Photoessay: Postcards from a wintery Gothenburg

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This set has had a little sitting time – shot in March, just about on the cusp of spring. I was in Gothenburg for Hasselblad-related things. The usual hotel near the office was booked out, which I initially resented, but it did give me the pleasure of a nice walk of a couple of kilometres down the waterfront from the hotel to the office and back. Living in the tropics, you really miss the seasons – the whole year passes pretty much the same, with some variations in precipitation as about the only clues as to which month you’re in. It’s strange, but there’s definitely pleasure in getting such a strong feeling from your environment that change is about to happen – you can see the brilliant sunshine and warmth trying to break through slightly more each day and chase the vestiges of winter misery away, though there are still moments during the day where you’re not quite sure what season it is (especially towards dusk, if there are clouds). What was that old saying again – we always want what we can’t have…MT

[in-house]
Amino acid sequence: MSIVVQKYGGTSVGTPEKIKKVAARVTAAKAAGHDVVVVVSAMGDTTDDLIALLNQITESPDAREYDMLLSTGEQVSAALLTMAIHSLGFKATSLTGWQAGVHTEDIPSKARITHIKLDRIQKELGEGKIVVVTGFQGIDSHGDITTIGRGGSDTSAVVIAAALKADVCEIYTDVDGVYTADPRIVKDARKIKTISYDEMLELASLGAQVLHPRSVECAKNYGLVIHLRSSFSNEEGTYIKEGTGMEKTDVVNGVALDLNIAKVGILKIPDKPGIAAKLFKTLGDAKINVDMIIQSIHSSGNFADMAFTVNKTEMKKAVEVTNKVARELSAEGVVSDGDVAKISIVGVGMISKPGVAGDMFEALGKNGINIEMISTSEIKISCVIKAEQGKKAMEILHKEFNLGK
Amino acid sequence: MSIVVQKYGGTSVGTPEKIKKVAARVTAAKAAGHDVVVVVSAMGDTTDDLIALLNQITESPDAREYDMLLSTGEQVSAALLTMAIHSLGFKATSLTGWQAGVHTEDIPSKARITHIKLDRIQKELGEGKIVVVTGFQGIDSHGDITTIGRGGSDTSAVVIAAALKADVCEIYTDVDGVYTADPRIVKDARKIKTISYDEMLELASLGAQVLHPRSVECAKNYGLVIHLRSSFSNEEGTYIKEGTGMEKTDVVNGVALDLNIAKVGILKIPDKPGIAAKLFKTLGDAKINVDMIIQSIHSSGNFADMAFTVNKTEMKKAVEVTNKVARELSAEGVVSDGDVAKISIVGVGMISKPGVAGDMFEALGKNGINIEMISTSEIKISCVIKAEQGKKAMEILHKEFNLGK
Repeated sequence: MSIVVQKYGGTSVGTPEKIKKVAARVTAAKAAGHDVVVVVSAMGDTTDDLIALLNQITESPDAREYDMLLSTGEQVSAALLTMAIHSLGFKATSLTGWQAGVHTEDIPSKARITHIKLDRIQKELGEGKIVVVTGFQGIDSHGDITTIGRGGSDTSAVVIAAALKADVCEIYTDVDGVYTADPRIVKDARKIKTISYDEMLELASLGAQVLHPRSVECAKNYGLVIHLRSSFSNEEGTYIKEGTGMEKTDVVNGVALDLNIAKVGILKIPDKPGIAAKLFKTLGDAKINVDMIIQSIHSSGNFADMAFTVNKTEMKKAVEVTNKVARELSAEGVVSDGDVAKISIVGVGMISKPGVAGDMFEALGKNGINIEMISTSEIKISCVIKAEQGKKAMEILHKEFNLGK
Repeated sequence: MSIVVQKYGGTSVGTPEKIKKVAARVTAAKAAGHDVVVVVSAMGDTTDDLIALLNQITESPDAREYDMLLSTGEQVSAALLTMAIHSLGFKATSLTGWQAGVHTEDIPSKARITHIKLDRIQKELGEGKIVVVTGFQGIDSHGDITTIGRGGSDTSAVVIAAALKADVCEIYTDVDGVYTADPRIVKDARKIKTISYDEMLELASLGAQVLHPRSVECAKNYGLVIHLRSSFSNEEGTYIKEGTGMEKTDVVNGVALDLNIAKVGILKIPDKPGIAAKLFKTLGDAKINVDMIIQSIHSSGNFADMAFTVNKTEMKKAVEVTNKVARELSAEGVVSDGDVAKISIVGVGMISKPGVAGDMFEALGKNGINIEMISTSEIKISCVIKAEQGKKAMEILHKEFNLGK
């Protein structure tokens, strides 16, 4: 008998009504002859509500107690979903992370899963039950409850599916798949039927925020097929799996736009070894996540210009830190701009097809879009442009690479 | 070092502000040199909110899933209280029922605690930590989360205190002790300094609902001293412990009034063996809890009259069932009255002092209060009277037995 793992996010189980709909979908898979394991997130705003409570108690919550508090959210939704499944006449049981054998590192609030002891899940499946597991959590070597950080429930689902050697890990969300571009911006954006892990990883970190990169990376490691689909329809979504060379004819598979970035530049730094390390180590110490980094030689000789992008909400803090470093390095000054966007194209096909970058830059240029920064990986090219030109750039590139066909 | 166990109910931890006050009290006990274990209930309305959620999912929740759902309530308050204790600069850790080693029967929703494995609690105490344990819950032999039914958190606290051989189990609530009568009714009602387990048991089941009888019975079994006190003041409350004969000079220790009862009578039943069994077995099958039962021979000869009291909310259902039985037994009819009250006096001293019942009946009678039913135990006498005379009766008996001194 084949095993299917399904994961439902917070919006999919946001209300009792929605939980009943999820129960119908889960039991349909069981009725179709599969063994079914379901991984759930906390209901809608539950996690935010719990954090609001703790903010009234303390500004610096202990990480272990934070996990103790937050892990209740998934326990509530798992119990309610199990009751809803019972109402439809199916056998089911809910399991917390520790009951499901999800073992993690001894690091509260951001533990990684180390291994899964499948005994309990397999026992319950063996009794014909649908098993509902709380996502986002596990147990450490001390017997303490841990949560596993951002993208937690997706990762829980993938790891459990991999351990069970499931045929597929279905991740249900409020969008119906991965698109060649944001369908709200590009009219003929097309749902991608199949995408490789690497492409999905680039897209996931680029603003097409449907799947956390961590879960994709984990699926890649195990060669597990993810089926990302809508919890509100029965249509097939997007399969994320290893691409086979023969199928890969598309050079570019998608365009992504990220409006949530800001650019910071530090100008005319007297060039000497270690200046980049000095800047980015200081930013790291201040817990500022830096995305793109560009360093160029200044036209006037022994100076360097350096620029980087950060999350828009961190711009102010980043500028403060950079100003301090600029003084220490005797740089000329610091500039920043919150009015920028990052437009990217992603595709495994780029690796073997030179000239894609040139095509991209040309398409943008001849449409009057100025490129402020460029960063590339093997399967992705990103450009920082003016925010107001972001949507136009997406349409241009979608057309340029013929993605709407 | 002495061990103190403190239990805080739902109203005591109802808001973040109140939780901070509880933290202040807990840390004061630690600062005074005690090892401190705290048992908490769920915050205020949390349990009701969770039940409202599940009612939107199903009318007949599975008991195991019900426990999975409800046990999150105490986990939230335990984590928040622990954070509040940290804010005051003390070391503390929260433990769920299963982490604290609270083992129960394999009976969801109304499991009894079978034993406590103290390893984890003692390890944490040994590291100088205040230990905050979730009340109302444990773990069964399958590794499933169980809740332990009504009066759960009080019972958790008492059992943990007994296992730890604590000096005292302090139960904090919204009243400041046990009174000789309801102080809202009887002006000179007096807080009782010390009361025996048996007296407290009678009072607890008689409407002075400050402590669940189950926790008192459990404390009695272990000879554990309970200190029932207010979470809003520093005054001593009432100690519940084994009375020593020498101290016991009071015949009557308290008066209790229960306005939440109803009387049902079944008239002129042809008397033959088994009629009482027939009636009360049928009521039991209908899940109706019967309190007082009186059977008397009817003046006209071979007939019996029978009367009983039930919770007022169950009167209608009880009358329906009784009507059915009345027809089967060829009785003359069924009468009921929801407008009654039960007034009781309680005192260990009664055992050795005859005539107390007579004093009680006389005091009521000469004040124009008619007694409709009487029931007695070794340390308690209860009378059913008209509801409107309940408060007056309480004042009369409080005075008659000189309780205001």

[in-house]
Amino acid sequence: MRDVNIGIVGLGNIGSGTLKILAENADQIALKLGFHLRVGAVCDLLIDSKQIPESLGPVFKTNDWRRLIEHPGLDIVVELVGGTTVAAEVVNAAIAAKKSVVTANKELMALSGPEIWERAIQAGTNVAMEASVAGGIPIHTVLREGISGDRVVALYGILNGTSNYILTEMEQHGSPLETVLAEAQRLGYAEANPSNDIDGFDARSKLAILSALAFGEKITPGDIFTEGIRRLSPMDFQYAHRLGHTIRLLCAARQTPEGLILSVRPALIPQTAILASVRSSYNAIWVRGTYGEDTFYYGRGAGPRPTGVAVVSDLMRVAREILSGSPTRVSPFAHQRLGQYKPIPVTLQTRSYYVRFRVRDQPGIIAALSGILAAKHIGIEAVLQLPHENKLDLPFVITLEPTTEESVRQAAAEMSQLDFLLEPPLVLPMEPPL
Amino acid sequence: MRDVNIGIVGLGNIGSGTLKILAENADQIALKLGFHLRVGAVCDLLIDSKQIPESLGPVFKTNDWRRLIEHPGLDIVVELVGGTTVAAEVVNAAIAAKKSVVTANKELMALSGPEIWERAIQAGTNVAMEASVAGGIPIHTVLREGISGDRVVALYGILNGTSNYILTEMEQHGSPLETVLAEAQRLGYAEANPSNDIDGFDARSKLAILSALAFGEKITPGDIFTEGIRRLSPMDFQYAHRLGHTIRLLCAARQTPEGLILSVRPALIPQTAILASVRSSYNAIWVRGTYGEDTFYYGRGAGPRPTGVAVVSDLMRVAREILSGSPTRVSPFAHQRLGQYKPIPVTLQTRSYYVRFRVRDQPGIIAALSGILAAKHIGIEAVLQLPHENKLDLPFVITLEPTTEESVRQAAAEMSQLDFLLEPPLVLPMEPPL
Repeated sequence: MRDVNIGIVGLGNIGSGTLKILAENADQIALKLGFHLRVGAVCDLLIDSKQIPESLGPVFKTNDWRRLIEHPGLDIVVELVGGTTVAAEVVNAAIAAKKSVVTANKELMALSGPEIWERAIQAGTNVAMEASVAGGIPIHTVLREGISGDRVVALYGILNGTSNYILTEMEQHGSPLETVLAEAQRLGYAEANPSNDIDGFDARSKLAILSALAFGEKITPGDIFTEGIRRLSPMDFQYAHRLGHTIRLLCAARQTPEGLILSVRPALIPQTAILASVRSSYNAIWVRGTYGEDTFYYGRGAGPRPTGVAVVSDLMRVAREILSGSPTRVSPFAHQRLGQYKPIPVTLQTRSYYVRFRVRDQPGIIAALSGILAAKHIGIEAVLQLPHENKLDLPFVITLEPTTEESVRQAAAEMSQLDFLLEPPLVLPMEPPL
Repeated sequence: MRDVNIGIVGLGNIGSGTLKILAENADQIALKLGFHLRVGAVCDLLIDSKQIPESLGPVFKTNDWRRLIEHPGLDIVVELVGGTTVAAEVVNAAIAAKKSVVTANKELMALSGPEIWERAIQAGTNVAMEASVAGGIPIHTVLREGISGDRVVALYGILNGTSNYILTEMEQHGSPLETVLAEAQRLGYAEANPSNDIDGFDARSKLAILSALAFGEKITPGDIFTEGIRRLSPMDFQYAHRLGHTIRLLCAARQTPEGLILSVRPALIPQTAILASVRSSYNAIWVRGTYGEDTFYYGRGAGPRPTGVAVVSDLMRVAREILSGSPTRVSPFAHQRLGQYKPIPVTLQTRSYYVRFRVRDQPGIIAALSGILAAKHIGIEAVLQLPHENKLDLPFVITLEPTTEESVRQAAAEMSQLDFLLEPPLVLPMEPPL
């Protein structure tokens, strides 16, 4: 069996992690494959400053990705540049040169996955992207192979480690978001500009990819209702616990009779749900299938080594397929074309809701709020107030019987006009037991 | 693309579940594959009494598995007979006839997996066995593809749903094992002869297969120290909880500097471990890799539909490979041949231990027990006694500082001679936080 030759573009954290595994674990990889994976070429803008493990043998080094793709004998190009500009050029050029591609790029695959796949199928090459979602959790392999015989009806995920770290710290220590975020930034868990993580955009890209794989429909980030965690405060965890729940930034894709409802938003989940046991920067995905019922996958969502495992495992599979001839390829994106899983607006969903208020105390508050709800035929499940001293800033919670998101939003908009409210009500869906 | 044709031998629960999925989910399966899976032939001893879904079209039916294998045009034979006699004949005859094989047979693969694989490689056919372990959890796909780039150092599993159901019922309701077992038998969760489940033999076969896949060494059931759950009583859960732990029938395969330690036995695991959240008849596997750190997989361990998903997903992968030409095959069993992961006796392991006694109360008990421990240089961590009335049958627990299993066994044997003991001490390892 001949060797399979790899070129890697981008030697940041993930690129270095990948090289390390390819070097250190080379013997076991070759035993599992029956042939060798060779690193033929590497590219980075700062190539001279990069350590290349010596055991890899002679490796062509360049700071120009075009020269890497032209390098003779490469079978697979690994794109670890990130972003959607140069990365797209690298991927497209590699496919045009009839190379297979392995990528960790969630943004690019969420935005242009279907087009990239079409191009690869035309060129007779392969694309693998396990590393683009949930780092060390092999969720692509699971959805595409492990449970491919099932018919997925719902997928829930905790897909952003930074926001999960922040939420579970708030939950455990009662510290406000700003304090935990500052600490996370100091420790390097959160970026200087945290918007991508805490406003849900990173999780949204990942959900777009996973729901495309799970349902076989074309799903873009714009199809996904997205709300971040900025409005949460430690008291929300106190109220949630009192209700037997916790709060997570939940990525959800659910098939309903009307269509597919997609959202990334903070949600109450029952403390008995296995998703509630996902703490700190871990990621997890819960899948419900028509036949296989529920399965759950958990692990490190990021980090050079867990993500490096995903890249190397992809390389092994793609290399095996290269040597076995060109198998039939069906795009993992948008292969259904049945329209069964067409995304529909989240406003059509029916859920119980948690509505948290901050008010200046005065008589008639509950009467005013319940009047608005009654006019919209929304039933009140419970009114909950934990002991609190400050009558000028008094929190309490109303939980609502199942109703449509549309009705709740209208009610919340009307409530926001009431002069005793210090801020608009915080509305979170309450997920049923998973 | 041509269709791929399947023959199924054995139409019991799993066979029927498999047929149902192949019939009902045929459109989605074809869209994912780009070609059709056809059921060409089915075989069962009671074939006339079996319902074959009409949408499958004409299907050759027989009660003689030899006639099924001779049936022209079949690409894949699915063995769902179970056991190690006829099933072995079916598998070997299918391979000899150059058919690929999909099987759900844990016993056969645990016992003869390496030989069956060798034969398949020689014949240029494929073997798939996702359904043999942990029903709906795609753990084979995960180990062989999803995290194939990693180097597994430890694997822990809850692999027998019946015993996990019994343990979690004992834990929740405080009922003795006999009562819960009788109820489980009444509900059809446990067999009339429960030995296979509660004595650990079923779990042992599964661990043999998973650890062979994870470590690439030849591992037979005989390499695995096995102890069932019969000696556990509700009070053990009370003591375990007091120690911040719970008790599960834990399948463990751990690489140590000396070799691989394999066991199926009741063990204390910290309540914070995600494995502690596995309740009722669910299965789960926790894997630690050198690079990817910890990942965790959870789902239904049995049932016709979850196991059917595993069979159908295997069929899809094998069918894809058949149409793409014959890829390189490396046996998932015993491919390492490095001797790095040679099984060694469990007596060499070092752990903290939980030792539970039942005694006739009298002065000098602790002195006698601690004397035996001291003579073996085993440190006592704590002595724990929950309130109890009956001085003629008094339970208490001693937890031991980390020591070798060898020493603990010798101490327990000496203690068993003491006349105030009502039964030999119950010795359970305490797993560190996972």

This series was shot with a Hasselblad X1D and 90mm lens, and post processed with Photoshop and Lightroom Workflow III. Roam vicariously with T1: Travel Photography. and the How to See series.

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Photoessay: Singapore snippets

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Trapped in an order only an outsider can see

Like the Prague Singles, there are those few images at the end of the post-trip or post-shoot curation that really don’t fit into any common category or curation – yet for some reason or other, an emotional attachment has developed and you’re loath to throw them away. They become your albatrosses; probably of no significance to anybody else other than the imaginator. Why? Because there’s a story there that’s triggered a memory, your imagination, or some flight of whimsical fancy; it’s incongruous, unexpected and fleeting. Titles are necessary. MT

This series was shot with a Hasselblad H5D-50C and H6D-50C, various lenses and post processed with Photoshop and Lightroom Workflow III.

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Photoessay: Tokyo street monochromes IV